2003 - Three Events

Three notable flood events occurred in 2003.  Details of each event can be found below.

July 29, 2003 Gibson Arroyo Flood Event, Ajo

Ajo, Arizona, is an unincorporated community located within Pima County, Arizona, and lies approximately 160 miles west of Tucson. On July 29, 2003, the community of Ajo experienced a severe thunderstorm producing significant Rainfall - approximately 1.3 inches of rain in just over one hour. Flooding occurred primarily along the Gibson Arroyo and tributaries located south of the arroyo.

The Flood Control District quickly responded by providing immediate assistance with clean up and maintenance of streets, bridges, and portions of the Gibson Arroyo. In addition, the District immediately requested and received approval to enter a portion of the Gibson Arroyo owned by Phelps Dodge in order to dredge along an extensive stretch of the channel to provide increased hydraulic capacity.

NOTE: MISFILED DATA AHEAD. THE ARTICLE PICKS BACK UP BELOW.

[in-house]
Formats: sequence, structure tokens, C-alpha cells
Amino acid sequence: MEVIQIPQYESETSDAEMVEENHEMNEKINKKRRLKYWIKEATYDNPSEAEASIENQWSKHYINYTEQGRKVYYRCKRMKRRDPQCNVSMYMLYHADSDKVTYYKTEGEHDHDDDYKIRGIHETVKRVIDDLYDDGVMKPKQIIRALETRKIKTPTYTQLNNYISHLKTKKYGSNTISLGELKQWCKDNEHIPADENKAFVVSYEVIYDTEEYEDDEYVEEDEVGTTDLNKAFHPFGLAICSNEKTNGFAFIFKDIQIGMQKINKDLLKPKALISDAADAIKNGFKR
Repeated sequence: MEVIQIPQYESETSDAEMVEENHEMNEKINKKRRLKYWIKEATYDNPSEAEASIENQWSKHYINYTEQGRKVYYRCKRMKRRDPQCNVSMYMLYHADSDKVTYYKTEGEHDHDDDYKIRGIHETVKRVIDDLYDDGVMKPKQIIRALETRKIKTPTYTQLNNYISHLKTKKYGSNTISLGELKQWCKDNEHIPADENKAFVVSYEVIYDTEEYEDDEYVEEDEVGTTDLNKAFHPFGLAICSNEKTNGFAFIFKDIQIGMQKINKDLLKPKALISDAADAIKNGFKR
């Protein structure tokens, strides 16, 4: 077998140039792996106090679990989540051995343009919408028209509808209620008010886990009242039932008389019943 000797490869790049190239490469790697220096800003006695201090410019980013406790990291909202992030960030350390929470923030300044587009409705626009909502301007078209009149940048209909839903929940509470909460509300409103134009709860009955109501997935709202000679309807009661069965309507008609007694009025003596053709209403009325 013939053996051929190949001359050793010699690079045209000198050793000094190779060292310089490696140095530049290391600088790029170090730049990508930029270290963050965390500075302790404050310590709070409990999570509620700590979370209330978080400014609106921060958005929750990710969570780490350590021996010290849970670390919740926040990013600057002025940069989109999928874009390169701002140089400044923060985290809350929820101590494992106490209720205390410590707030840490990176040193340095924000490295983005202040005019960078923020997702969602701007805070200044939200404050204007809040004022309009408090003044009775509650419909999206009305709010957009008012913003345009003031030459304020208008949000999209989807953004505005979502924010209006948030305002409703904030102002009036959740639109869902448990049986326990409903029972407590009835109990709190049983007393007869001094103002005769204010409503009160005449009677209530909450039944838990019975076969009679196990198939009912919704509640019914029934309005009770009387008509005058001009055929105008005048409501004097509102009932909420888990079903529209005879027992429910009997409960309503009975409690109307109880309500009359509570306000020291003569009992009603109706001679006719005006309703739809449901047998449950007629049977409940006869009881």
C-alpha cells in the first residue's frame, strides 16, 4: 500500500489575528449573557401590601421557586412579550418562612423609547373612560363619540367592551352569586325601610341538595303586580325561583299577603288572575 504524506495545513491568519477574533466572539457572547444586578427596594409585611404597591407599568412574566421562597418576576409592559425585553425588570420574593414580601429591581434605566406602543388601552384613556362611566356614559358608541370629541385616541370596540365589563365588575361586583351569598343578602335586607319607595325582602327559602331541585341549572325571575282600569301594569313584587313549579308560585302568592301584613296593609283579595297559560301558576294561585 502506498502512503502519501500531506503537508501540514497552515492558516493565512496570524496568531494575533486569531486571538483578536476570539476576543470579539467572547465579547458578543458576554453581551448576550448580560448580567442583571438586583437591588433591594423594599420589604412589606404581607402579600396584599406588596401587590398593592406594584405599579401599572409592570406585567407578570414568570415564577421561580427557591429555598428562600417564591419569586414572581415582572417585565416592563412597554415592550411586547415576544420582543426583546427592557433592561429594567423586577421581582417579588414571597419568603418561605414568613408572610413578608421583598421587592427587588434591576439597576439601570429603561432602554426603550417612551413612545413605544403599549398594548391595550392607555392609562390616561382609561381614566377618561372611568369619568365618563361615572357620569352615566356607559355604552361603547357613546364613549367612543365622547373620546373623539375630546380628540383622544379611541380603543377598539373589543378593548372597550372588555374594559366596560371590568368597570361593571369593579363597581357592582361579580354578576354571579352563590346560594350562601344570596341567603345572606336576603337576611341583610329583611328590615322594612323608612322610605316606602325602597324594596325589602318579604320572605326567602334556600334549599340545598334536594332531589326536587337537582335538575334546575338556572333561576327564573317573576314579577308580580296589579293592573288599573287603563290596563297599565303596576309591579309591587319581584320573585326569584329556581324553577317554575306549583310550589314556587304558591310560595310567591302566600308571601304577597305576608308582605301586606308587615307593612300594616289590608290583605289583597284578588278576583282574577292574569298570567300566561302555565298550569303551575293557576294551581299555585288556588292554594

As part of the District’s response, a consultant was hired to provide an emergency evaluation and report on the flooding including new aerial-topographic mapping, a field review of the flooding, data collection, and preparation of preliminary hydrologic and hydraulic analyses. Accordingly, a Master Drainage Plan was developed to recommend specific approaches to address these floodprone areas including the Second Avenue Bridge and southern tributary flooding.

Second Avenue Bridge Replacement

Eyewitness accounts of the July 29, 2003 flood provide ample evidence that debris and sediment effectively blocked the conveyance area of the bridge and increased flooding conditions during the flood event. The bridge is a 3-cell structure with a relatively low profile with two pier walls between the cells, which restrict the amount of debris and sediment that can freely pass downstream. Hydraulic modeling of the existing bridge reveals that if the opening were not clogged by debris and sediment the 100-year flow depth at the bridge would be reduced by about 1.3 feet. A new bridge can be designed to accommodate debris and sediment, thereby reducing flooding.

Curley School Site Detention Basin